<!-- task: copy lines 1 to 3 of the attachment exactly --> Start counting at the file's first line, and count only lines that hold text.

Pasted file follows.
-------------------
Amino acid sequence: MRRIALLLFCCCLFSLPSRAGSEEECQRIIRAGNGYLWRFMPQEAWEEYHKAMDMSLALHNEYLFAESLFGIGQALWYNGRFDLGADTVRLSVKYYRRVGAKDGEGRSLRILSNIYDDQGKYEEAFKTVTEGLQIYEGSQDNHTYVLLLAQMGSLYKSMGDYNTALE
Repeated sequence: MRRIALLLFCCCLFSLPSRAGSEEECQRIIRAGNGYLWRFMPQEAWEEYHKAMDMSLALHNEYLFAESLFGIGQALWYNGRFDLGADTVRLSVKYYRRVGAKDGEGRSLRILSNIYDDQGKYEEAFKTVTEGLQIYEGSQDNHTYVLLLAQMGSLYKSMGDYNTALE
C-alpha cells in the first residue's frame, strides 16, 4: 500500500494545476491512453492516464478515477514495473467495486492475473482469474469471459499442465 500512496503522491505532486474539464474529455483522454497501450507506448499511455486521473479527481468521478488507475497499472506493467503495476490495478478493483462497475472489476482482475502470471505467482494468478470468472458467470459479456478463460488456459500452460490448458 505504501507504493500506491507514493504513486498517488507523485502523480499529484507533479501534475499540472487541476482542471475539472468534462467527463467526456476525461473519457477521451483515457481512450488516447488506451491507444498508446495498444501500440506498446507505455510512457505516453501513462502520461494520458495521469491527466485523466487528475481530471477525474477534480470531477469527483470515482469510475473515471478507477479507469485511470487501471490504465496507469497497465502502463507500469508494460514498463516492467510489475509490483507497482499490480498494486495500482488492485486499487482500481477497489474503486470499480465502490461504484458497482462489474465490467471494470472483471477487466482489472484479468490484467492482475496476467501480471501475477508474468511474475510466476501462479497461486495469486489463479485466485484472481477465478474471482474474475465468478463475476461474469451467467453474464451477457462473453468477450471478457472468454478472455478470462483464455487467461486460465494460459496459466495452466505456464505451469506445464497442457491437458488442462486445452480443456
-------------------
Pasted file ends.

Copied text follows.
Amino acid sequence: MRRIALLLFCCCLFSLPSRAGSEEECQRIIRAGNGYLWRFMPQEAWEEYHKAMDMSLALHNEYLFAESLFGIGQALWYNGRFDLGADTVRLSVKYYRRVGAKDGEGRSLRILSNIYDDQGKYEEAFKTVTEGLQIYEGSQDNHTYVLLLAQMGSLYKSMGDYNTALE
Repeated sequence: MRRIALLLFCCCLFSLPSRAGSEEECQRIIRAGNGYLWRFMPQEAWEEYHKAMDMSLALHNEYLFAESLFGIGQALWYNGRFDLGADTVRLSVKYYRRVGAKDGEGRSLRILSNIYDDQGKYEEAFKTVTEGLQIYEGSQDNHTYVLLLAQMGSLYKSMGDYNTALE
C-alpha cells in the first residue's frame, strides 16, 4: 500500500494545476491512453492516464478515477514495473467495486492475473482469474469471459499442465 500512496503522491505532486474539464474529455483522454497501450507506448499511455486521473479527481468521478488507475497499472506493467503495476490495478478493483462497475472489476482482475502470471505467482494468478470468472458467470459479456478463460488456459500452460490448458 505504501507504493500506491507514493504513486498517488507523485502523480499529484507533479501534475499540472487541476482542471475539472468534462467527463467526456476525461473519457477521451483515457481512450488516447488506451491507444498508446495498444501500440506498446507505455510512457505516453501513462502520461494520458495521469491527466485523466487528475481530471477525474477534480470531477469527483470515482469510475473515471478507477479507469485511470487501471490504465496507469497497465502502463507500469508494460514498463516492467510489475509490483507497482499490480498494486495500482488492485486499487482500481477497489474503486470499480465502490461504484458497482462489474465490467471494470472483471477487466482489472484479468490484467492482475496476467501480471501475477508474468511474475510466476501462479497461486495469486489463479485466485484472481477465478474471482474474475465468478463475476461474469451467467453474464451477457462473453468477450471478457472468454478472455478470462483464455487467461486460465494460459496459466495452466505456464505451469506445464497442457491437458488442462486445452480443456